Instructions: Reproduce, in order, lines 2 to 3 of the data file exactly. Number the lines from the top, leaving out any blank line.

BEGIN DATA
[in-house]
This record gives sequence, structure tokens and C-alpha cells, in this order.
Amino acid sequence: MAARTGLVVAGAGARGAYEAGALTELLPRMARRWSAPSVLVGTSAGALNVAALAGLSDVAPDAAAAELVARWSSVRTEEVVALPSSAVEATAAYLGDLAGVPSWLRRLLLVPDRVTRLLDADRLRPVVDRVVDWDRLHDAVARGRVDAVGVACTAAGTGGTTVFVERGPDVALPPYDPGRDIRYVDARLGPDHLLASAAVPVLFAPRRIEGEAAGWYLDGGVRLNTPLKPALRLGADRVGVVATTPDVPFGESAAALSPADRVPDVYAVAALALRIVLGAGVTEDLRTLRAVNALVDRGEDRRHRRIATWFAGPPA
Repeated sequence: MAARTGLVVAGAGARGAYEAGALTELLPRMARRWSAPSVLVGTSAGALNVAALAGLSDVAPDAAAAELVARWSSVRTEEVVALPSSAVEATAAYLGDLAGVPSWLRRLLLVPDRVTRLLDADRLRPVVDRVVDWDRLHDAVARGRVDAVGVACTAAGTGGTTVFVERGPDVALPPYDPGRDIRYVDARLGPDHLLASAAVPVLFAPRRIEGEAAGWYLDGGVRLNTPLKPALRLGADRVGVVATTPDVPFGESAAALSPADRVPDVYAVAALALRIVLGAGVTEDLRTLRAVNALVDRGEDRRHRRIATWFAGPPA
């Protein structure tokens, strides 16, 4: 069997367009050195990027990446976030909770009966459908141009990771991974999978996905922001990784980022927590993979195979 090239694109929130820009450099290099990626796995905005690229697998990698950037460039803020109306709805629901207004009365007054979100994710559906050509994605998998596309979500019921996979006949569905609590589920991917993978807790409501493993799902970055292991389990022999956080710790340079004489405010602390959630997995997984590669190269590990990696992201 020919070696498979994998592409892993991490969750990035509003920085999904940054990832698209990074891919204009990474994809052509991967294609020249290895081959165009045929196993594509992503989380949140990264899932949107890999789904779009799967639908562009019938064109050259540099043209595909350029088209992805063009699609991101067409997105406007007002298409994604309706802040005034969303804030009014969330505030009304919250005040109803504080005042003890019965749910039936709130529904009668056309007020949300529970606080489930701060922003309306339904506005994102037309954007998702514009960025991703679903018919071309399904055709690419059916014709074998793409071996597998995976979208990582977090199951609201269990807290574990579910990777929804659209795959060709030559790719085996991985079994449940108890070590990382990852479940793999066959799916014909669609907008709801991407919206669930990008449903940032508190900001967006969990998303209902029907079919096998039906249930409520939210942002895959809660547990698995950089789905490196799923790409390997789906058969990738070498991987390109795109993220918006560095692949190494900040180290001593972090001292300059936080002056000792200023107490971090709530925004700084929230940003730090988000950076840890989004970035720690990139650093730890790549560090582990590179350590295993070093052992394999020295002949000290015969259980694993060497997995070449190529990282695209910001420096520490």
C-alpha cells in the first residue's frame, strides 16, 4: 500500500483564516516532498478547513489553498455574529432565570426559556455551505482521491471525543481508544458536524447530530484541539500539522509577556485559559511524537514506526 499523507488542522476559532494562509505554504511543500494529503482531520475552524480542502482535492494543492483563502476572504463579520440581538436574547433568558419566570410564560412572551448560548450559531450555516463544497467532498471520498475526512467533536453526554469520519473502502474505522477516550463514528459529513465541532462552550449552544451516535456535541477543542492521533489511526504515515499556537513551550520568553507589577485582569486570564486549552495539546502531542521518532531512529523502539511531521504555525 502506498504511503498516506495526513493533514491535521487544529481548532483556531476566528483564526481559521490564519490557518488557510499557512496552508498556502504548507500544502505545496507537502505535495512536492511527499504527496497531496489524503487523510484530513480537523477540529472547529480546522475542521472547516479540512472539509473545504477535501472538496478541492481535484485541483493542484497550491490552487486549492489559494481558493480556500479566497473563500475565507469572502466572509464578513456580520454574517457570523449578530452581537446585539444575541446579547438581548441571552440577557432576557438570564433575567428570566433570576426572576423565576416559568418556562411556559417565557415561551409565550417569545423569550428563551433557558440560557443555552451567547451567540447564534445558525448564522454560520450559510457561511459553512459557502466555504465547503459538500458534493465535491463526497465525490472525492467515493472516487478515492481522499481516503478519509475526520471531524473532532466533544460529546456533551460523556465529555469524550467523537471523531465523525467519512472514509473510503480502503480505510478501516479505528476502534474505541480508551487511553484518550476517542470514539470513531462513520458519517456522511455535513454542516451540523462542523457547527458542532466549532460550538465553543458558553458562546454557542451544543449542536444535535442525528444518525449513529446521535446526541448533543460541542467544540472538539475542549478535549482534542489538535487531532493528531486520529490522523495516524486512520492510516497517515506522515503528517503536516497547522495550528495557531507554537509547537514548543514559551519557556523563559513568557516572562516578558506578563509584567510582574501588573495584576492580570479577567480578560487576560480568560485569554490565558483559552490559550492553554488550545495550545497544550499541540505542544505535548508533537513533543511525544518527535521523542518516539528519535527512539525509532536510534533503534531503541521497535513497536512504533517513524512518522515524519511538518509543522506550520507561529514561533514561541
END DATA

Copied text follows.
This record gives sequence, structure tokens and C-alpha cells, in this order.
Amino acid sequence: MAARTGLVVAGAGARGAYEAGALTELLPRMARRWSAPSVLVGTSAGALNVAALAGLSDVAPDAAAAELVARWSSVRTEEVVALPSSAVEATAAYLGDLAGVPSWLRRLLLVPDRVTRLLDADRLRPVVDRVVDWDRLHDAVARGRVDAVGVACTAAGTGGTTVFVERGPDVALPPYDPGRDIRYVDARLGPDHLLASAAVPVLFAPRRIEGEAAGWYLDGGVRLNTPLKPALRLGADRVGVVATTPDVPFGESAAALSPADRVPDVYAVAALALRIVLGAGVTEDLRTLRAVNALVDRGEDRRHRRIATWFAGPPA